Predicting users’ behavior should consider various sources of data, such as data from different devices. Predicting the next device and the next activity can help the library provide smarter and device-related services. For example, it can recommend device-appropriate resources, such as pictures or videos, to readers on different devices. In addition, the academic digital library can re-rank search results based on users’ habits and search history. They can also provide recommendations about related queries, books, research articles, and so on based on the users’ interactions on the first device.

In our study, the characteristics could help to predict the users’ cross-device transition. Where device transition occurred between different types of device, we can use the device information, such as the device code, to analyze users’ contexts, e.g., their location, to recommend context-based search services.

6 Conclusion

In the context of more users using different devices, such as personal computers, iPads, and smartphones, they can access academic digital library OPAC services and other digital library services to access information anytime and anywhere. This leads to the device transition behavior and results in the richness and diversity of digital library users’ behavior data. Based on the OPAC transaction log of a university, this paper focused on the users’ cross-device transitions in the domain of library OPAC.

We investigated the changes in users’ online activity between device transitions and used linear regression models to detect important features to predict the user’s next device and next activity. The prediction performance of the feature group was evaluated using real results in the dataset. We found that the activity and time interval on the first device are more important for predicting the user’s next activity and the next device. In addition, the features of the operating system help to better predict the next device. The next device user used is more likely to predict the next activity after device transition. Our research also explores how machine learning can help digital libraries better serve customers.

Our research has some limitations in fact. Due to university requirements, users’ account information data obtained from mobile phones and tablets are much less than those from personal computers, which results in small data samples that can be analyzed. The small amount of data from mobile devices may influence the results of the probability of device transition and results in the transitions between PCs, and PCs account for the most. In addition, we did not connect to any specific user for qualitative research. Through the necessary qualitative research, we can gain an in-depth understanding of the user’s intention or external cause of the device transition. In the future, we will conduct these studies through questionnaires or group interviews to explore the reasons for cross-device transitions.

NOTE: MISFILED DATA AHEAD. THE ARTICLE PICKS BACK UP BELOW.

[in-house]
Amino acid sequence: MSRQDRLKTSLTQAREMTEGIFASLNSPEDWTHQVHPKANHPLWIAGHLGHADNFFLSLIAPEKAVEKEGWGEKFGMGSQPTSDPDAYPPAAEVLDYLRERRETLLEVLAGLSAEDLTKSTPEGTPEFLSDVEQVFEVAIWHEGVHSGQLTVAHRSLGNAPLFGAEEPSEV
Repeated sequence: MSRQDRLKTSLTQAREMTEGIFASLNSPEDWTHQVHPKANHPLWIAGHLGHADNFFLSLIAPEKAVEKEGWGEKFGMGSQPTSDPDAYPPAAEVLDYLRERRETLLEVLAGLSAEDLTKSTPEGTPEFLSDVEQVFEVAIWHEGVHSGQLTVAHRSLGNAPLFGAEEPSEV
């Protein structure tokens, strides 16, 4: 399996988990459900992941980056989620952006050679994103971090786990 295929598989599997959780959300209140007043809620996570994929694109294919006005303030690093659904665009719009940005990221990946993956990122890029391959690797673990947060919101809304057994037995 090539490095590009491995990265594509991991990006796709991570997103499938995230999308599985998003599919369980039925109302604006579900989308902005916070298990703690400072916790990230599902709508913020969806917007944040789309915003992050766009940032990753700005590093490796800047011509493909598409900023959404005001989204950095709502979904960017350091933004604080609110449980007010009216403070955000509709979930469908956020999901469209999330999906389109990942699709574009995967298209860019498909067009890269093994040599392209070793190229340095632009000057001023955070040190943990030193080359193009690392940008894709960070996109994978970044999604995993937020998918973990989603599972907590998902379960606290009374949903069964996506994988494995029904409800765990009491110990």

Acknowledgment

This work is an outcome of project “User Seeking Behavior Modeling and Search Technology Development Within Multi-Device Integrated Search Environment” (No. 71673204) supported by National Natural Science Foundation of China and an outcome of Wuhan University’s independent research project (Humanities and Social Sciences) “Human-Computer Interaction and Collaboration Team” (Whu2016020) supported by “the Fundamental Research Funds for the Central Universities”.

Reference

  • Cummings J. Merrill A. & Borrelli S. (2010). The use of handheld mobile devices: Their impact and implications for library services. Library Hi Tech 28(1) 22–40.

    • Crossref
    • Export Citation
  • Esposito F. Malerba D. Semeraro G. Fanizzi N. & Ferilli S. (1998). Adding machine learning and knowledge intensive techniques to a digital library service. International Journal on Digital Libraries 2(1) 3–19.

    • Crossref
    • Export Citation
  • Franke M. Geyer-Schulz A. & Neumann A. (2006). Building recommendations from random walks on library opac usage data. In H. Kiers & P. J. F. Groenen (Eds.) Data Analysis Classification and the Forward Search (pp. 235–246). Berlin Heidelberg: Springer.

  • Furtado C. A. Willrich R. Fileto R. de L Siqueira F. & Tazi S. (2009 October). Custom ordering on digital library information retrieval. In Proceedings of the XV Brazilian Symposium on Multimedia and the Web (p. 28). ACM Fortaleza Ceará Brazil.

  • Han S. He D. Yue Z. & Brusilovsky P. (2015a June). Supporting cross-device web search with social navigation-based mobile touch interactions. In International Conference on User Modeling Adaptation and Personalization (pp. 143-155). Cham Dublin Ireland: Springer.

  • Han S. He D. & Chi Y. (2017). Understanding and modeling behavior patterns in cross-device web search. Proceedings of the Association for Information Science & Technology 54(1) 150–158.

    • Crossref
    • Export Citation
  • Han S. Yue Z. & He D. (2015b). Understanding and supporting cross-device web search for exploratory tasks with mobile touch interactions. ACM Transactions on Information Systems 33(4) 1–34.

    • Crossref
    • Export Citation
  • Jiang T. Chi Y. & Gao H. (2017). A clickstream data analysis of Chinese academic library OPAC users’ information behavior. Library & Information Science Research 39(3) 213–223.